Finding enjoyment in the complexity of psoriasis research

| Chris Paoli

Who are the scientists receiving our grants? What inspires their research into psoriatic disease? In this series we profile some of the researchers who are leading the charge to find new treatments and, we hope, milestones to a cure. 

2018 NPF Early Career Research Grant recipient Holly Anderton, has been familiar with psoriasis and the effects it can have on the individual and loved ones at an early age. Both Anderton’s parents have lived with psoriasis, and she is just now showing early symptoms. But, for the Victoria, Australia-based researcher, it’s her love of the study of cells and the skin that drew her to the field. 

Check out our Q&A with the up-and-coming researcher, as she discusses her career, motivation from an unlikely source and the potential impact of her research. 

Chris Paoli: When did you know you wanted to become a scientist?
Holly Anderton: In high school, probably around age 14 or 15. I was taking every math and science subject I could at the time. I wanted to be an astronaut. 

CP: Did you have a mentor or a favorite teacher? How did he or she influence you?
HA: My favorite teacher was actually my music teacher. Music was the only non-STEM subject I was taking. My teacher was incredibly supportive of all her students, most of whom were science- and math-focused. We often took a very analytical approach to music, looking at the mathematical concepts involved. What was interesting was that this didn’t lead to a music-by-number approach for me but rather changed the way I saw math. I could see the art, the beauty there, and it helped me approach the subjects intuitively rather than rigidly. 

CP: What led you to psoriatic disease research?
HA: I was working in a lab with a focus on cell signaling and cell death, which we were mostly studying in the context of cancer research. When a project arose involving a mutation that caused a chronic skin condition reminiscent of psoriasis, I jumped on board. I have always found the skin to be an incredibly interesting and complex organ and, though I had not intended to enter the field in particular, personal experience drew me in.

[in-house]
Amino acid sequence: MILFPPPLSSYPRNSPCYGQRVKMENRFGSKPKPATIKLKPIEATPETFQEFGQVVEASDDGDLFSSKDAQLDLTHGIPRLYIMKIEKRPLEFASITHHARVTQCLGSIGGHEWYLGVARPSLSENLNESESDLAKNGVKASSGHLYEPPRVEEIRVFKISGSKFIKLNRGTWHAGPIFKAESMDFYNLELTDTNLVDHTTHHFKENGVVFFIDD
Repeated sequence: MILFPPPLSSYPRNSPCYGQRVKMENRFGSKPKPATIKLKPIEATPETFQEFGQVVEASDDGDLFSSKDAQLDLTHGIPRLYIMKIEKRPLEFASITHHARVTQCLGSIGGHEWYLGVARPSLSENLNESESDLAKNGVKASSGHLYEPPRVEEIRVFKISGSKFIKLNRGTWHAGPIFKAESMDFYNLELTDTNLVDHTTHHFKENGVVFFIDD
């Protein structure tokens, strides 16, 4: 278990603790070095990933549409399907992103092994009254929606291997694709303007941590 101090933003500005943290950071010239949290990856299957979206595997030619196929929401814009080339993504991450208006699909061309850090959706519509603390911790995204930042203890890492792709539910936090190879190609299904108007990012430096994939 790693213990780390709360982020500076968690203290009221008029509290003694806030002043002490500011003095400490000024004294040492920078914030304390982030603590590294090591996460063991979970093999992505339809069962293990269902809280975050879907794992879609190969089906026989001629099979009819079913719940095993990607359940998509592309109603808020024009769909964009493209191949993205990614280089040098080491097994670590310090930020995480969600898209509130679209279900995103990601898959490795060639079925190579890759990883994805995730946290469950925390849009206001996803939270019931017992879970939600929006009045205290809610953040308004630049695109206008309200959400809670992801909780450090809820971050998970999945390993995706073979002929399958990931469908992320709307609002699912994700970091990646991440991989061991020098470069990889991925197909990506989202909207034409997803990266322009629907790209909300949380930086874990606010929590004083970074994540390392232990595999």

Both my parents had psoriasis. My dad’s was very severe while I was growing up, so I always had an awareness of the disease and I have, unsurprisingly, began to develop symptoms. I wouldn’t say I’m trying to find a cure for myself or my family – curiosity drives me more than anything. However, I think it is natural to be more curious about the things that you relate to.

CP: What do you enjoy the most about studying psoriatic disease?
HA: The complexity. The physiochemical environment in which the skin exists is so complex and variable. It can make it difficult to study. However, that is also what fascinates me. There is a delicate balance between tolerance and response which the skin must find in order to maintain homeostasis. I’m interested in finding out how that balance is maintained and how it is disrupted. 

CP: How does your work impact those living with psoriatic disease?
HA: Most current treatments for psoriasis treat symptoms. However, I am interested in understanding causes. The difference to me is like taking a painkiller for a headache versus figuring out why you have a headache and treating that. The painkiller can control the symptoms but will not solve the problem. 

If we can understand what is happening that leads to psoriatic disease then we can intervene to prevent the problems, potentially before the need to treat symptoms even arises. This aspect is particularly interesting, as I spent 20 years waiting for my own symptoms to arise. Many people with a family history of psoriasis are in the same boat. 

CP: How do you unwind at the end of the day?
HA: I enjoy reading, gaming and painting. I also do karate when I need to get moving.

How you can help
Support promising research that paves the way for better treatments, a better quality of life and a cure.

Other stories in our researcher series: 


Driving discovery, creating community

For more than 50 years, we’ve been driving efforts to cure psoriatic disease and improve the lives of those affected. But there’s still plenty to do! Learn how you can help our advocacy team shape the laws and policies that affect people with psoriasis and psoriatic arthritis – in your state and across the country. Help us raise funds to support research by joining Team NPF, where you can walk, run, cycle, play bingo or create your own fundraising event. If you or someone you love needs free, personalized support for living a healthier life with psoriatic disease, contact our Patient Navigation Center. And keep the National Psoriasis Foundation going strong by making a donation today. Together, we will find a cure.

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